'In his depiction of Richard III Shakespeare has created much more than a simple theatrical villain.' Discuss

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Mufadal Jiwaji – 10T                 30th October 2002

Richard III

‘In his depiction of Richard Shakespeare has created much more than a simple theatrical villain.’ Discuss

Richard is a cruel, corrupt, manipulative, ruthless murderer; as well as a master of deception. However he is not just a trunk of the most evil qualities. Outwardly he appears to be a deformed monster, yet he is as cunning and determined as the cruellest of villains, his rhetoric is beautifully agile and his wit is of the darkest kind, yet he remains greatly entertaining. The manner in which he achieves his goal is quite superb, reaching the throne not purely by butchery but also exploiting the weaknesses of those around him. Richard is a tyrant brought up in a background of betrayal and civil unrest; however, what makes Shakespeare’s portrait so entertaining is Richard’s humour and wit. Richard III is a multifaceted study of political aspiration and corruption.

The majority of Shakespeare’s information about Richard III came from Holinshed’s Chronicle, first published in 1578 in it Richard is described as many things. He was described as being witty however Holinshed also described him as weak, ‘…in bodie and prowesse’. This shows where Shakespeare obtained the image of Richard being deformed. Holinshed also described Richard as being. ‘ malicious, wrathfull and enuious’. Therefore we cannot blame Shakespeare for the image that he grafts on Richard, however, it did not do Shakespeare any harm in slightly corrupting the true image of Richard.

When Shakespeare wrote Richard III Elizabeth 1st was on the throne. She was a direct descendant of Henry 7th otherwise known as Richmond in the play. Therefore Shakespeare could do no harm in saying that the monarch’s ancestor was a great, noble man who fought against evil and succeeded. In this way I believe that it is acceptable to regard Richard III as a piece of pro-Tudor propaganda.

Richard III also deals with a key political issue. It talks about, ‘the justification of men to depose a king if he proved to be a disaster for the country’. In the time the play was written it was common belief that the monarch was appointed by god and therefore would be divinely protected. This was much debated however Richard III clearly provides an answer to that question.

The Richard presented by Shakespeare has a wide range of characteristics. The main aspect of Richard’s personality to focus upon is his great wit. Richard shows extreme cunning in the creation of his plans and so we must assume he is very clever.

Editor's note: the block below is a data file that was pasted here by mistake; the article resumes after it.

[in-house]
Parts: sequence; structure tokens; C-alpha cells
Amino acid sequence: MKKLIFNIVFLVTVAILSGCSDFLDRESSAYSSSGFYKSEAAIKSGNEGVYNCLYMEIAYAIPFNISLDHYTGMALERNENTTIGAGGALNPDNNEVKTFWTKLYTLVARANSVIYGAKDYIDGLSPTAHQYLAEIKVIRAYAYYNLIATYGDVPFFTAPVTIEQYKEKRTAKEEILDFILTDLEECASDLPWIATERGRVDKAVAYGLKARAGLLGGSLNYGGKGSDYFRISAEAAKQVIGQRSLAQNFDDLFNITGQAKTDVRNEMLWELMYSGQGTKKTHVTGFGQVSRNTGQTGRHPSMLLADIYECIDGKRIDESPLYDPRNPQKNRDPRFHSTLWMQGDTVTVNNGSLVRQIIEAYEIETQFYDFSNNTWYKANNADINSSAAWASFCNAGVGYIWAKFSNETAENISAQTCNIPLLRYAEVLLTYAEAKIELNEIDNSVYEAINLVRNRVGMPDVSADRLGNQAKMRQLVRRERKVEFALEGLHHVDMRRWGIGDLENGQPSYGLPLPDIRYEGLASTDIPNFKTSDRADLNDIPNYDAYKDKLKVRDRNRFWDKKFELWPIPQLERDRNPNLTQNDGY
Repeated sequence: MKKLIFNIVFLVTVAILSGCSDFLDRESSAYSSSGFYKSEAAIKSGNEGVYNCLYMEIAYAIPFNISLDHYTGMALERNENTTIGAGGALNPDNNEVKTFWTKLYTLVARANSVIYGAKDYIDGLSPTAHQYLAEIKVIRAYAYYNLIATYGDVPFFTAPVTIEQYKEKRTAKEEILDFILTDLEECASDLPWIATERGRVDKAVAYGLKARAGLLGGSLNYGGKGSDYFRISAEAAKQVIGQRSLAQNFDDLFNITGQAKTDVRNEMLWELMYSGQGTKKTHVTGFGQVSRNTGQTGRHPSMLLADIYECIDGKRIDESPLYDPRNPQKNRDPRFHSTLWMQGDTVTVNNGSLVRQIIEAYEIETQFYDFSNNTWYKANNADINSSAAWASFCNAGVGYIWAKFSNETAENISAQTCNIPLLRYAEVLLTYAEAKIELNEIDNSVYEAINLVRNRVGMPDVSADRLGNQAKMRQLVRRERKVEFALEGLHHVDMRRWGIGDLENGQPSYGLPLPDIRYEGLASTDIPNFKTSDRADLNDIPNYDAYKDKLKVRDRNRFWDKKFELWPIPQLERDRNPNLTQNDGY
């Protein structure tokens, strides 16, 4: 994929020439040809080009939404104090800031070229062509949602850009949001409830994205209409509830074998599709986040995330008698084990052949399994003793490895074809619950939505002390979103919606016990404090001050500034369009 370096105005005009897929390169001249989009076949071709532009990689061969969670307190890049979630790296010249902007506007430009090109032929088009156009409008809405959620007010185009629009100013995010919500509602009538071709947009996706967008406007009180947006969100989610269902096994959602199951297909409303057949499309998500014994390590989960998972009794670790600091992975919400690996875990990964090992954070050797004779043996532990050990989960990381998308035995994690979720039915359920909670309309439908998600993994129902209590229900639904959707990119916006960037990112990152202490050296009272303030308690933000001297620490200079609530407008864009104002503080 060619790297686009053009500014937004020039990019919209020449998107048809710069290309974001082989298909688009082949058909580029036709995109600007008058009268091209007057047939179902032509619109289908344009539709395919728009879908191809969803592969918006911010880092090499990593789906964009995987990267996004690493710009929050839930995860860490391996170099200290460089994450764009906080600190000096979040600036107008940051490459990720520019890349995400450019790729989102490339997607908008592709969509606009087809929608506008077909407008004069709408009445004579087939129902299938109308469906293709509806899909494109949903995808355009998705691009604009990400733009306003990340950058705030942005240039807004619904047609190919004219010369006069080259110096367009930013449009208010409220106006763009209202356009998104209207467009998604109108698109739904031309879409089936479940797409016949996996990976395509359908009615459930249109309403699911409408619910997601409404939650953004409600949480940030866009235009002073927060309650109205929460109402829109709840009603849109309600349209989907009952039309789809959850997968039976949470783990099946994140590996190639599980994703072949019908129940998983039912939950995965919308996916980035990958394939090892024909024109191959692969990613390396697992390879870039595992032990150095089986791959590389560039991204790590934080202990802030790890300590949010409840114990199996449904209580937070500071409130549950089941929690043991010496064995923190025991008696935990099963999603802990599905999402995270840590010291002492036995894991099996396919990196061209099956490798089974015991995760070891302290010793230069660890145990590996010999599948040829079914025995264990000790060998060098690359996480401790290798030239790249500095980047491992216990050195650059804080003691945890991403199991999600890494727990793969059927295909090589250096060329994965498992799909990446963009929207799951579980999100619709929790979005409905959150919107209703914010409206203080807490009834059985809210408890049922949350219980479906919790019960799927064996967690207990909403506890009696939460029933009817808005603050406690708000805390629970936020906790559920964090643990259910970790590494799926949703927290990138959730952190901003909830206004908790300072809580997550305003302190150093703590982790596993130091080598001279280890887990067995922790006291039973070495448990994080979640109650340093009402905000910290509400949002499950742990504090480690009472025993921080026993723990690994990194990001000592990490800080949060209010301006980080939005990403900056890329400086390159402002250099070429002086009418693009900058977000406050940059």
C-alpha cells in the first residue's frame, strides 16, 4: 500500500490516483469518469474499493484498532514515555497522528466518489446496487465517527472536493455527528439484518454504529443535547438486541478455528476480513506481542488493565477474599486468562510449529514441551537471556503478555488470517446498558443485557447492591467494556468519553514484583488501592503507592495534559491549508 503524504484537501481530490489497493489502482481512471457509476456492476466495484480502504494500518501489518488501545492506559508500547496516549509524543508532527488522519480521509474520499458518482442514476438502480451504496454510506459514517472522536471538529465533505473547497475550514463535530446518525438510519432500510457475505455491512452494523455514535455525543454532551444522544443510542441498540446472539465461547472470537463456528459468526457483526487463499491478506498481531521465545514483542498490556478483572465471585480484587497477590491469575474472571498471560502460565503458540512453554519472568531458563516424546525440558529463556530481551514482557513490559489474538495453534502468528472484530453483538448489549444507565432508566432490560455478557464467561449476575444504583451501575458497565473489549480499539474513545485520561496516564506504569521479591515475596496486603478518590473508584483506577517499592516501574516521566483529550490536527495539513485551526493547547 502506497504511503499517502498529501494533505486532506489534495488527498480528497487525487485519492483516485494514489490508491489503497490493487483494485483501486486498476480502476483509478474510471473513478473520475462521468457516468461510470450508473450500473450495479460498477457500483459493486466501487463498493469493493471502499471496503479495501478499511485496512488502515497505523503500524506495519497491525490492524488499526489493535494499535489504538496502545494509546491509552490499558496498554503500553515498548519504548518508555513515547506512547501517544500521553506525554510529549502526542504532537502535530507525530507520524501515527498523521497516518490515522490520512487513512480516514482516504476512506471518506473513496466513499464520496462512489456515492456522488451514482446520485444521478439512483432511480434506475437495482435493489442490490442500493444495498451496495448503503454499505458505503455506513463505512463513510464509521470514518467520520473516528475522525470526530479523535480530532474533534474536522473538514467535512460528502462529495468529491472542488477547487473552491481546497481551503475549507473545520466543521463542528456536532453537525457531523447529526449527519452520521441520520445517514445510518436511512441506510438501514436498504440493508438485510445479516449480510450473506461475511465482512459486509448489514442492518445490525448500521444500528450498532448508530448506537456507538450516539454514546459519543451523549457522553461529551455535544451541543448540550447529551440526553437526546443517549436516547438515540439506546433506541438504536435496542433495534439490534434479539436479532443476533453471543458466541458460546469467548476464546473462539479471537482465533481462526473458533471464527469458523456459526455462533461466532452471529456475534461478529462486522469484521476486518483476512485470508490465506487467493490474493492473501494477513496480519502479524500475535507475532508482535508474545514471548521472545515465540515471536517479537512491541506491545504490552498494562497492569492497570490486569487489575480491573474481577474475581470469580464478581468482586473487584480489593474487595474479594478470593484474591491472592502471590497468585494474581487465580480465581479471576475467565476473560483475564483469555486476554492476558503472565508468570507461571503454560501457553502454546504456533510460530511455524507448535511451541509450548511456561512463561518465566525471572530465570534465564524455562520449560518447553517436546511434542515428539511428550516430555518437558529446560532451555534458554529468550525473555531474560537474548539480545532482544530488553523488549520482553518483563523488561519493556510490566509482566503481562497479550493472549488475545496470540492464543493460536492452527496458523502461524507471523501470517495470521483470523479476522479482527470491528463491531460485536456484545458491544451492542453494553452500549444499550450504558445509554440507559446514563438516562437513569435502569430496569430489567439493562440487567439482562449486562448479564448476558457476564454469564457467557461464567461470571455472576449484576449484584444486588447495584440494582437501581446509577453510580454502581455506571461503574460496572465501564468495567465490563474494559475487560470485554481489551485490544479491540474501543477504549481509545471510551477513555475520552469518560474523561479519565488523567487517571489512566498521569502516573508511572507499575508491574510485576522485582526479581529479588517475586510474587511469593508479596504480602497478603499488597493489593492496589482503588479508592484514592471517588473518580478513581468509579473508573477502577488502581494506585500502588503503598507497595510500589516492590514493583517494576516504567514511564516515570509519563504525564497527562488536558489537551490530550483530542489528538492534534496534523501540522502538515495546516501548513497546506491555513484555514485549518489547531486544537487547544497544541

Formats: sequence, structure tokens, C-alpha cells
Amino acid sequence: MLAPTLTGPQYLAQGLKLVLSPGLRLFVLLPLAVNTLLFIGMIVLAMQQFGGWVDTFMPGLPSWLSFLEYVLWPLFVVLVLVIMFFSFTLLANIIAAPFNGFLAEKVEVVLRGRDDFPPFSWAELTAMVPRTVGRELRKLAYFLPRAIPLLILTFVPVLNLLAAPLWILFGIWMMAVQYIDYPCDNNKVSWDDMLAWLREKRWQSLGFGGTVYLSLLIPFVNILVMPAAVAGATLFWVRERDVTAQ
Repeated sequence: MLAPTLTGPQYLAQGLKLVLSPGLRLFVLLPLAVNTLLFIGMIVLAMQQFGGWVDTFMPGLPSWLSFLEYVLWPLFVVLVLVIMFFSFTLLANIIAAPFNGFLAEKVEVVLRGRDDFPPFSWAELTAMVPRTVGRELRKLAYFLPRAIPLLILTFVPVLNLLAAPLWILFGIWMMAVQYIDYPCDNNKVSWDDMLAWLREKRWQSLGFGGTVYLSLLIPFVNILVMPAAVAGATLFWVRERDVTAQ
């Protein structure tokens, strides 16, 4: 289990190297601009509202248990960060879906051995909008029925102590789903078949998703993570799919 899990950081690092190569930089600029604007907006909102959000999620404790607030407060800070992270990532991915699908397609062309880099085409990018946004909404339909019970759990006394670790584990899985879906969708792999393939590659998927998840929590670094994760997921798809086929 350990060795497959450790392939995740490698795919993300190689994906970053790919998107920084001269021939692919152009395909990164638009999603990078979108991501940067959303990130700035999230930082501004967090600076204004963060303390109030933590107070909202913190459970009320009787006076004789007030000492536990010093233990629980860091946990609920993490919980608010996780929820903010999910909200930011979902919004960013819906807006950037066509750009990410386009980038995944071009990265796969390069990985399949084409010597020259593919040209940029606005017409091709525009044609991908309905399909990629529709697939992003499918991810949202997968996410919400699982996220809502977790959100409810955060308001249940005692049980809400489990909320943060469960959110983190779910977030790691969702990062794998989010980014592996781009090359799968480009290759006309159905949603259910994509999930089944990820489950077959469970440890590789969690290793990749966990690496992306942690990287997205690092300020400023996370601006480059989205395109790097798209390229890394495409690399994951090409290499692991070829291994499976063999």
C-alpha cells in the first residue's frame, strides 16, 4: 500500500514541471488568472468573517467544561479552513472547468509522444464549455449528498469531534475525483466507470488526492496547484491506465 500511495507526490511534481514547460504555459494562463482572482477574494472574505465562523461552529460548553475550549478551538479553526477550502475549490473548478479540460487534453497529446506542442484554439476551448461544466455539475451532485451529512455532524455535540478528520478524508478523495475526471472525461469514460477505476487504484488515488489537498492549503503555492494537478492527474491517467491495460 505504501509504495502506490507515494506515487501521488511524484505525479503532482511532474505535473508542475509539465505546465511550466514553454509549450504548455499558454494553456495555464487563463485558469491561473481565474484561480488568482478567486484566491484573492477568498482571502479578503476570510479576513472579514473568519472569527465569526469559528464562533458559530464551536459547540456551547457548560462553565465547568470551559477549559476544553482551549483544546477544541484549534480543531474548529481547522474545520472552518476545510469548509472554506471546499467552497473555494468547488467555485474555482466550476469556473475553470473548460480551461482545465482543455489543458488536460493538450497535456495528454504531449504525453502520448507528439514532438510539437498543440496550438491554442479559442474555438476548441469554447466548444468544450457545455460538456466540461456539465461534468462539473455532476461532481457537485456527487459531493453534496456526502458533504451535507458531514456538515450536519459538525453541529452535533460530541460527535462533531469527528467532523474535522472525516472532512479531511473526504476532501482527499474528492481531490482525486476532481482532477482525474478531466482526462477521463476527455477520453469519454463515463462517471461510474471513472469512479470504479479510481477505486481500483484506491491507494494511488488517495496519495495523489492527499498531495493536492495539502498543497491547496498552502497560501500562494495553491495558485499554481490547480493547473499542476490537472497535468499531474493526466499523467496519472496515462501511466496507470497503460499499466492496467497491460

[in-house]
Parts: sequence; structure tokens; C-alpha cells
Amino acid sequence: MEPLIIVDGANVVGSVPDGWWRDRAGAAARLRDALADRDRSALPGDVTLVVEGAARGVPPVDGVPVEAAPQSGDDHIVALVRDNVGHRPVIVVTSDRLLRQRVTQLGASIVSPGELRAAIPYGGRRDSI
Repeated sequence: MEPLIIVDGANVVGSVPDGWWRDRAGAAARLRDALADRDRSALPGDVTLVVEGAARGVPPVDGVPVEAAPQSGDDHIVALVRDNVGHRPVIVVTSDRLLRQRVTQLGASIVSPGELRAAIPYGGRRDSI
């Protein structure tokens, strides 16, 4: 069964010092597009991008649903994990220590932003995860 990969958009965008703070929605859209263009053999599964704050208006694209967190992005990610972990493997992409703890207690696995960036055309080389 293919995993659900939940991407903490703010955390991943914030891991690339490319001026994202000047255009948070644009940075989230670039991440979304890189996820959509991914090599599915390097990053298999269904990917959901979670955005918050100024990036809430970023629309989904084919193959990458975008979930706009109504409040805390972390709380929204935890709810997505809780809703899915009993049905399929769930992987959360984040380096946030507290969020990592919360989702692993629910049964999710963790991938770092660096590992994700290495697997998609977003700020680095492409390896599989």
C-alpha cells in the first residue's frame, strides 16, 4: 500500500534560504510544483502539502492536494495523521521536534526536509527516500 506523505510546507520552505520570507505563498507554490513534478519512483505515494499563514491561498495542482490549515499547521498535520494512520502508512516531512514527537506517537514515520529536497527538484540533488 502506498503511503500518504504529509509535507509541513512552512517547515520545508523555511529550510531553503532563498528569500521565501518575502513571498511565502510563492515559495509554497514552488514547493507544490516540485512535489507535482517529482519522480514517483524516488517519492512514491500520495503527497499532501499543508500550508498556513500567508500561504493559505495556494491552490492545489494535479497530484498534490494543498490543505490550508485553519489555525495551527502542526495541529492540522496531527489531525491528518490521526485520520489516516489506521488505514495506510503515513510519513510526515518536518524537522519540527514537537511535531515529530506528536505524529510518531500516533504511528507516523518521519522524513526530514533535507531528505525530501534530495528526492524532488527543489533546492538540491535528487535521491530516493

Richard is also very determined, he set out to become king and in the end he achieved it, like many other of his other goals. Richard is also a great con artist. His finest piece of acting must be the scene with the Lord Mayer and Alderman. This scene will be discussed in detail later on. Richard is also an expert at using blackmail to further his cause, and of course he is a murderer with little or no conscious. The following sections will highlight the above points giving examples of these taken from the play itself.

The most famous part of Richard III if not the most famous of any Shakespeare play is the opening soliloquy. The recognized part is the opening two lines, where Richard refers to the recent war and to the peace which Edward’s victory produced,

“Now if the winter of our discontent

Made glorious summer by this sun of York”

Richard likens the bitterness and suffering to a winter which has now been turned into ‘glorious summer’ by Edward the son of York. In 1.3Richard also likens the troubles to dark clouds looking down threateningly (lour’d) on the House of York. His side (the House of York) is now able to rejoice and be happy in victory. Similar to Romans they bind laurel wreathes to their brows. ‘Arms’ in 1.6 at first appear to be the physical limb because they are ‘bruised’, but it obvious by the end to be weapons hung up to commemorate noble deeds on the battlefield. After this follows imagery of martial music and activity in contrast with the music of love and peace-time behaviour. The ‘Dreadful marches’ have changed to become ‘delightful measures’. Richard continues on, the soldier instead of mounting horses armed for war ‘barbèd’ in order to terrify his foes, is now able to learn how to dance to the accompaniment of music. On the next two lines Richard talks about how soldiers can now frighten in the bed-chamber rather than on the battlefield,

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‘To fright the souls of fearful adversaries,

He capers nimbly in a lady’s chamber’  

This also suggests that Richard is envious of this type of behaviour, this is shown by the contempt that he pours into the words: ‘caper’, ‘nimbly’ and on the next line ‘lascivious’ all suggest either effeminacy or self indulgence- not the sort of behaviour befitting a soldier at all. It is at this point, line thirteen, where the whole mood of the soliloquy changes.

In lines fourteen to fifteen the thoughts are much more personal. This ...

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